India’s inconsistent batsmen are highlighted as West Indies targets a series victory

West Indies got 2-0 lead against India

With three T20Is left and a 2-0 lead over India, West Indies has a chance to defeat India and claim their first series victory of two or more games since 2016. 

The opportunity exists for them to win consecutive T20I series for the first time since 2017. In less than a year, West Indies will co-host a T20 World Cup, so if they are successful, it will give them a huge confidence boost.

Their ability to handle India’s spinners, as they did admirably in the first two games, may once again determine whether they can win the series on Tuesday.

Nicholas Pooran, who along with Shimron Hetmyer was assigned to take on India’s wrist spinners, has been at the forefront of their success. Leading the counterattacks on both occasions, Pooran did a fantastic job. On wickets that have been two-paced, the bowlers have also been precise in their performance by switching things up.

West Indies has also fared well in the game of nerves thus far. While their bowlers ended the series opener on Thursday, their batters did the same in the second game after the squad had lost four wickets for three runs in a time frame of 13 balls. 

West Indies will be expecting more runs from their top three despite the fact that players like Rovman Powell and Hetmyer have helped Pooran with the bat.

The majority of India’s batting struggles have occurred. With the exception of Tilak Varma, their top and middle order, while their long tail has been a problem, have failed to get going on the sluggish surfaces.

Despite the defeats, Hardik Pandya, the captain of India, has radiated a cool-guy attitude. After their defeat on Sunday, he very stoically remarked, “It is what it is. While he’s regained his bowling groove, his batting hasn’t quite reached its typical level, and he’s come under fire for his on-field strategy. 

Despite the fact that Pooran, a left-handed batsman in good form, was in the middle of the order for the first T20I, Hardik gave Axar Patel the final over of the powerplay, which cost 14 runs. During a thrilling chase in the second T20I, when West Indies’ bottom order was having trouble, Hardik did not dismiss his finest bowler, Yuzvendra Chahal.

The continual presence of left-handers at the crease also forced Axar, who had been taken for 22 runs in two overs in the first T20I, to play exclusively as a batsman in the second T20I.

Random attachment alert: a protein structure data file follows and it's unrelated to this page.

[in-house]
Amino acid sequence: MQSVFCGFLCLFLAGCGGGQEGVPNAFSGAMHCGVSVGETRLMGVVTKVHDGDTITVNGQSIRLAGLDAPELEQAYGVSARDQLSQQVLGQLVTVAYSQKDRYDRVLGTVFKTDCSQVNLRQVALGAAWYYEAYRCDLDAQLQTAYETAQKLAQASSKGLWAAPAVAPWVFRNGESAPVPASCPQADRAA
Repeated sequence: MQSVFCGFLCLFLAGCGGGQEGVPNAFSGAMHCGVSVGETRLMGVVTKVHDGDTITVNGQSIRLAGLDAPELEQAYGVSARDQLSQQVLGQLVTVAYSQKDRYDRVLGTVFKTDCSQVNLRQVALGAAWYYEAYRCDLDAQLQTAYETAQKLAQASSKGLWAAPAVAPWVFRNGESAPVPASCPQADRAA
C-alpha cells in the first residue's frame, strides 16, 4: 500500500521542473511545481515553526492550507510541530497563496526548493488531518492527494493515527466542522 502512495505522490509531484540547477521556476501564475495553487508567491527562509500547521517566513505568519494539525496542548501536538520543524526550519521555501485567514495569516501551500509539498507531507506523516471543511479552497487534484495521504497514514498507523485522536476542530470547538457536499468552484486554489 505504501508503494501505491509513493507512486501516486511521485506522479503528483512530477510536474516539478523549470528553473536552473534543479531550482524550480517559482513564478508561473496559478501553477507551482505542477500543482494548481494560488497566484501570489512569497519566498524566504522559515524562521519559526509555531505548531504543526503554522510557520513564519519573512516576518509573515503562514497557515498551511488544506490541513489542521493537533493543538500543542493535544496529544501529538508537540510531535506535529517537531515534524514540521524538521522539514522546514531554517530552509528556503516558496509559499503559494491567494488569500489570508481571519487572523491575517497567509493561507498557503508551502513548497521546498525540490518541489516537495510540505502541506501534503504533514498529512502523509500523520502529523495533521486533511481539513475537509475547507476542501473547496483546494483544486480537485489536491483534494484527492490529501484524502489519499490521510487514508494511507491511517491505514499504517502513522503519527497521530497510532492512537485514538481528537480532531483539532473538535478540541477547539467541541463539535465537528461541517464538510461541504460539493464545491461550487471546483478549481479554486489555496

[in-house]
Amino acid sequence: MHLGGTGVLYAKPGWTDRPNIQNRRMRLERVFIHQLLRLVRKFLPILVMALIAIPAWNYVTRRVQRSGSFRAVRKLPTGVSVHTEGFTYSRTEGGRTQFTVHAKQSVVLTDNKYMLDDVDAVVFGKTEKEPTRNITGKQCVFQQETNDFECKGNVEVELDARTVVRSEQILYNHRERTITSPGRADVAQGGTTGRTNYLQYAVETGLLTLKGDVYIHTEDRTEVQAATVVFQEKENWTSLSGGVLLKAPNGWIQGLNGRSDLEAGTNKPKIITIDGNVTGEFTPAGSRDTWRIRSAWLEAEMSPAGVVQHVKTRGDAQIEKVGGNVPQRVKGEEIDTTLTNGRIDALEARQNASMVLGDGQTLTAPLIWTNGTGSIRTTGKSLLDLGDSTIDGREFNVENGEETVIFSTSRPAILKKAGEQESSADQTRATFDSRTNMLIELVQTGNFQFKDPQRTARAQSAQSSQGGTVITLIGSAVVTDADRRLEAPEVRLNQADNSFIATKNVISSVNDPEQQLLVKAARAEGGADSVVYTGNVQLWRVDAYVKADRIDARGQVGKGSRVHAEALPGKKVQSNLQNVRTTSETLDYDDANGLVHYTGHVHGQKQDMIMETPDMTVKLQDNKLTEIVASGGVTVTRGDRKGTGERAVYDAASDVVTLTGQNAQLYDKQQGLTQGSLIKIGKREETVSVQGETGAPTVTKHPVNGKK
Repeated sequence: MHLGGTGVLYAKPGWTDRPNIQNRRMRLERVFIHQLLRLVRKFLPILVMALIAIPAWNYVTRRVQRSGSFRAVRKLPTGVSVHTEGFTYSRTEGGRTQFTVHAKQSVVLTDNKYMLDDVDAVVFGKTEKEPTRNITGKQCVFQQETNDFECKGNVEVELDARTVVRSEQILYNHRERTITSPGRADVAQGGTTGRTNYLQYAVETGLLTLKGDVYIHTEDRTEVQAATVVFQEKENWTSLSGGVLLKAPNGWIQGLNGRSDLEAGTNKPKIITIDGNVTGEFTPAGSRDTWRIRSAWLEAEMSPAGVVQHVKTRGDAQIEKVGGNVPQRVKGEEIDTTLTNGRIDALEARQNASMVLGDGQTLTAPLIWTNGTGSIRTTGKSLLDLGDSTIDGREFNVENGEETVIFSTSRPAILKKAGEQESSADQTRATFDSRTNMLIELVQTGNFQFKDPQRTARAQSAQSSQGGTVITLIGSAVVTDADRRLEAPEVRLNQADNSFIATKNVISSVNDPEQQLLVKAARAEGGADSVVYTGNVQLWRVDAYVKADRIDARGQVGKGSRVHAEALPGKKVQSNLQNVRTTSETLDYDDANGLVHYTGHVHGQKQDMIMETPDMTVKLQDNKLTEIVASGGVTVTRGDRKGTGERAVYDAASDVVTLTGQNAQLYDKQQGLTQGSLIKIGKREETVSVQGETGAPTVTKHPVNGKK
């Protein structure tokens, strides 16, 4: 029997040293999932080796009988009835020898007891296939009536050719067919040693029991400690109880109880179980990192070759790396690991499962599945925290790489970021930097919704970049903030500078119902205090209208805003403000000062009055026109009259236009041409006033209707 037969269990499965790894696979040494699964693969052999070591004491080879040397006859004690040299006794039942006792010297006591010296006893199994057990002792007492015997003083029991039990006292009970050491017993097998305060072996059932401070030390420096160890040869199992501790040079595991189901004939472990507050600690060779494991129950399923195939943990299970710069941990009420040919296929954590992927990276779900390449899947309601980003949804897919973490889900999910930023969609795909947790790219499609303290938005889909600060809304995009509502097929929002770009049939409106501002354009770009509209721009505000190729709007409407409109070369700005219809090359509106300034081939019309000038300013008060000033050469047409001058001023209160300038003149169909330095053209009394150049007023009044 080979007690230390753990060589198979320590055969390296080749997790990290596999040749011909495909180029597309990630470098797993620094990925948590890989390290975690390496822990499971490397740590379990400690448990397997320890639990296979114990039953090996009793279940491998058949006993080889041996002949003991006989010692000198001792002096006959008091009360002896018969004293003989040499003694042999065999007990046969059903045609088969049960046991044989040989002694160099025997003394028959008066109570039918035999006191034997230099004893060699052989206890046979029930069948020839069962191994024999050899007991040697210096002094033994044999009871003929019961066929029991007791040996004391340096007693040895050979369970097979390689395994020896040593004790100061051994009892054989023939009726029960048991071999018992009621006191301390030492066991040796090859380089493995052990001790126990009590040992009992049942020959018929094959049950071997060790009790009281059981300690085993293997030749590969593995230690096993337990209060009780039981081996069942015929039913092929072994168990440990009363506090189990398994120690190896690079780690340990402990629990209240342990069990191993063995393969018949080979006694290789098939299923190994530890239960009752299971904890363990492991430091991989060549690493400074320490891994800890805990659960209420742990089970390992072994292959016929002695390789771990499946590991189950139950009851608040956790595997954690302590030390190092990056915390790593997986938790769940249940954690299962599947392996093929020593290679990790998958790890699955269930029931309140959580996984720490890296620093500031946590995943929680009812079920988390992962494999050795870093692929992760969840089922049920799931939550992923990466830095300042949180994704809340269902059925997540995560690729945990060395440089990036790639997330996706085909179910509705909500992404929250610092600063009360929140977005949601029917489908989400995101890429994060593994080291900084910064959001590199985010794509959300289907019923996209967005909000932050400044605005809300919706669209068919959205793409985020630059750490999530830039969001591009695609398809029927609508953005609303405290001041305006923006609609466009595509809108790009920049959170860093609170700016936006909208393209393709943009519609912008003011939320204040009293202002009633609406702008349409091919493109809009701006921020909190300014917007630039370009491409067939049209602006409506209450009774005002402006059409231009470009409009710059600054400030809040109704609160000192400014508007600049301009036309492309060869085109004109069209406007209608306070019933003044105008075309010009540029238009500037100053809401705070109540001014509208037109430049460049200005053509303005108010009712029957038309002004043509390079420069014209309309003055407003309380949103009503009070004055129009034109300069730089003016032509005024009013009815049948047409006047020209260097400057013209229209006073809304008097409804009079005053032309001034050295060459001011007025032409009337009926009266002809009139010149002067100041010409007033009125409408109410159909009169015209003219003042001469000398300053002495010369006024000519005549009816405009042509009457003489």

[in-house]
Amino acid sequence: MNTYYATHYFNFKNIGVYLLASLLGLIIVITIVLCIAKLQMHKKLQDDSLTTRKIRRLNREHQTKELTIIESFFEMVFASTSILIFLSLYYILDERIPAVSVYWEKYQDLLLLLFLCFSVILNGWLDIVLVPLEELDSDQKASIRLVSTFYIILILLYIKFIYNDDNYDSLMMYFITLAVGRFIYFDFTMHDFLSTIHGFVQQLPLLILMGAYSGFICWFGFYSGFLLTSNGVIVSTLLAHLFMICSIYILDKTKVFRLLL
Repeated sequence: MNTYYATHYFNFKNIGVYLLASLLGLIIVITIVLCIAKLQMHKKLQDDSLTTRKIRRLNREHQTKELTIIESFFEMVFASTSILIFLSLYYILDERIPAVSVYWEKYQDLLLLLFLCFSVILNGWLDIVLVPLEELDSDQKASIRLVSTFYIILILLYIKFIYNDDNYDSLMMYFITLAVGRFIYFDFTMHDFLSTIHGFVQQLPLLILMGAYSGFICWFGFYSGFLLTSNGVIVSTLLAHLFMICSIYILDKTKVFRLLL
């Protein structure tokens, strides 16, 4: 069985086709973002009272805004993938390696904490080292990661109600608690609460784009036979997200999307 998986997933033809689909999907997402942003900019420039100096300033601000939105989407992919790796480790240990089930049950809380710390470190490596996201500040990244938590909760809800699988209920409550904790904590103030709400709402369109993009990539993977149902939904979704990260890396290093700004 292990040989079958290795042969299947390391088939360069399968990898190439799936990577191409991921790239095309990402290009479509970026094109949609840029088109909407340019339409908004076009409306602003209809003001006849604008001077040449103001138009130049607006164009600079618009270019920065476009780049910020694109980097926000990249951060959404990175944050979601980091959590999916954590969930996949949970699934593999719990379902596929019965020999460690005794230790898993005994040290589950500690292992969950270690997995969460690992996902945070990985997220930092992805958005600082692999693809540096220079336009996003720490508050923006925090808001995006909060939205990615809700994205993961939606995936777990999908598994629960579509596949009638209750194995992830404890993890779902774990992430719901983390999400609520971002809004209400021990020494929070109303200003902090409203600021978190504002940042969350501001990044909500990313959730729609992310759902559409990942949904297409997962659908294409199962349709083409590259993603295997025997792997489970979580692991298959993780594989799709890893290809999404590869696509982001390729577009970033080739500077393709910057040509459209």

Kyle Mayers had a fantastic IPL season, but he hasn’t been able to maintain that level of play for West Indies. He made 1 and 15 in the first two T20Is after a lackluster ODI series. 

His T20I average right now is 20.75. Despite this, West Indies has maintained their faith in him, and he will aim to contribute frequently in the top order, which has been one of the team’s weak points in this series.

Will India give Yashasvi Jaiswal a chance to stretch their batting? They might replace Ishan Kishan, who has a 12.12 average in eight T20Is since the beginning of the year, with him given that Sanju Samson is another option for wicketkeeping. 

If Kuldeep Yadav is well, India might also wish to bring back the player who was out for the second T20I after being struck in the nets. He was replaced by Ravi Bishnoi, who was wicketless for 31 runs.

The playing surface for the second T20I at Providence Stadium was slow, and it is likely to stay that way. Spin and slower balls should once again have the upper hand. A probability of rain in the afternoon is predicted for the gloomy weather.

West Indies (probable): 1 Brandon King, 2 Kyle Mayers, 3 Johnson Charles (wk), 4 Nicholas Pooran, 5 Shimron Hetmyer, 6 Rovman Powell (capt), 7 Jason Holder, 8 Romario Shepherd, 9 Akeal Hosein, 10 Alzarri Joseph, 11 Obed McCoy
India (probable): 1 Shubman Gill, 2 Ishan Kishan/ Yashasvi Jaiswal, 3 Suryakumar Yadav, 4 Tilak Varma, 5 Hardik Pandya (capt), 6 Sanju Samson (wk), 7 Axar Patel, 8 Kuldeep Yadav, 9 Yuzvendra Chahal, 10 Arshdeep Singh, 11 Mukesh Kumar